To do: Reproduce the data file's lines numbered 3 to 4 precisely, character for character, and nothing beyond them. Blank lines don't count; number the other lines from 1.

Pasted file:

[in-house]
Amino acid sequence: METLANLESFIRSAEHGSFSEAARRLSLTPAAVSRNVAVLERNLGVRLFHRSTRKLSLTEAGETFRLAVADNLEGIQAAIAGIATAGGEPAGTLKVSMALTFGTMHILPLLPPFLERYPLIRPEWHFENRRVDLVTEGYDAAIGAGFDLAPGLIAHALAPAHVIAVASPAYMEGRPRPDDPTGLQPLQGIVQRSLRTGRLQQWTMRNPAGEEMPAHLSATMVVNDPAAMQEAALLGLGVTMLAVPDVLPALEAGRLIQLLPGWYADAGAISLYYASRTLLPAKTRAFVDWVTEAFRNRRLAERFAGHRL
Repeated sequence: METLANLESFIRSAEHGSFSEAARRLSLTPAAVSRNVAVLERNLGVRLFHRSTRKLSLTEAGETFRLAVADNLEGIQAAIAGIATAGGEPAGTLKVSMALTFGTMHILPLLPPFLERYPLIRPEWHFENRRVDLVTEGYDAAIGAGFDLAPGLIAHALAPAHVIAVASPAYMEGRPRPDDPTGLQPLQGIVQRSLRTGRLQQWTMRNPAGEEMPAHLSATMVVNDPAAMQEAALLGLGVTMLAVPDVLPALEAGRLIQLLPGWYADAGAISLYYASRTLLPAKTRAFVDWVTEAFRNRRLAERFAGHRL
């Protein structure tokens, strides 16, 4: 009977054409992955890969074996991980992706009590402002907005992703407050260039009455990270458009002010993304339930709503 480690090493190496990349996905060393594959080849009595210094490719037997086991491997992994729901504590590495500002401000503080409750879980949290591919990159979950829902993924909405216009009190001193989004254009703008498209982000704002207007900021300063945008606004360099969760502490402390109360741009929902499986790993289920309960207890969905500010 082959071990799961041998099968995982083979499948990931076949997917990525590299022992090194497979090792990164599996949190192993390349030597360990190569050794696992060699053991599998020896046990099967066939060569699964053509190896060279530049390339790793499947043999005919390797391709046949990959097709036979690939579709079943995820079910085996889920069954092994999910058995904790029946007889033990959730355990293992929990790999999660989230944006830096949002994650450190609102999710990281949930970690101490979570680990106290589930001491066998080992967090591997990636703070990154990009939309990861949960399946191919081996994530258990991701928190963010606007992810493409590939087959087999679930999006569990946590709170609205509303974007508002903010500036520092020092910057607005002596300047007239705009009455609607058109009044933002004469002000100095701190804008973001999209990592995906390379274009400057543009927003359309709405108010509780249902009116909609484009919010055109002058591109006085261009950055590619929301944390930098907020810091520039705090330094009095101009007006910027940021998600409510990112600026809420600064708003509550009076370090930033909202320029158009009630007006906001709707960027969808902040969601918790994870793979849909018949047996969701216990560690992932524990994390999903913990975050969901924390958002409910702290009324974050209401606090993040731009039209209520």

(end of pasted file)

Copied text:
Repeated sequence: METLANLESFIRSAEHGSFSEAARRLSLTPAAVSRNVAVLERNLGVRLFHRSTRKLSLTEAGETFRLAVADNLEGIQAAIAGIATAGGEPAGTLKVSMALTFGTMHILPLLPPFLERYPLIRPEWHFENRRVDLVTEGYDAAIGAGFDLAPGLIAHALAPAHVIAVASPAYMEGRPRPDDPTGLQPLQGIVQRSLRTGRLQQWTMRNPAGEEMPAHLSATMVVNDPAAMQEAALLGLGVTMLAVPDVLPALEAGRLIQLLPGWYADAGAISLYYASRTLLPAKTRAFVDWVTEAFRNRRLAERFAGHRL
């Protein structure tokens, strides 16, 4: 009977054409992955890969074996991980992706009590402002907005992703407050260039009455990270458009002010993304339930709503 480690090493190496990349996905060393594959080849009595210094490719037997086991491997992994729901504590590495500002401000503080409750879980949290591919990159979950829902993924909405216009009190001193989004254009703008498209982000704002207007900021300063945008606004360099969760502490402390109360741009929902499986790993289920309960207890969905500010 082959071990799961041998099968995982083979499948990931076949997917990525590299022992090194497979090792990164599996949190192993390349030597360990190569050794696992060699053991599998020896046990099967066939060569699964053509190896060279530049390339790793499947043999005919390797391709046949990959097709036979690939579709079943995820079910085996889920069954092994999910058995904790029946007889033990959730355990293992929990790999999660989230944006830096949002994650450190609102999710990281949930970690101490979570680990106290589930001491066998080992967090591997990636703070990154990009939309990861949960399946191919081996994530258990991701928190963010606007992810493409590939087959087999679930999006569990946590709170609205509303974007508002903010500036520092020092910057607005002596300047007239705009009455609607058109009044933002004469002000100095701190804008973001999209990592995906390379274009400057543009927003359309709405108010509780249902009116909609484009919010055109002058591109006085261009950055590619929301944390930098907020810091520039705090330094009095101009007006910027940021998600409510990112600026809420600064708003509550009076370090930033909202320029158009009630007006906001709707960027969808902040969601918790994870793979849909018949047996969701216990560690992932524990994390999903913990975050969901924390958002409910702290009324974050209401606090993040731009039209209520």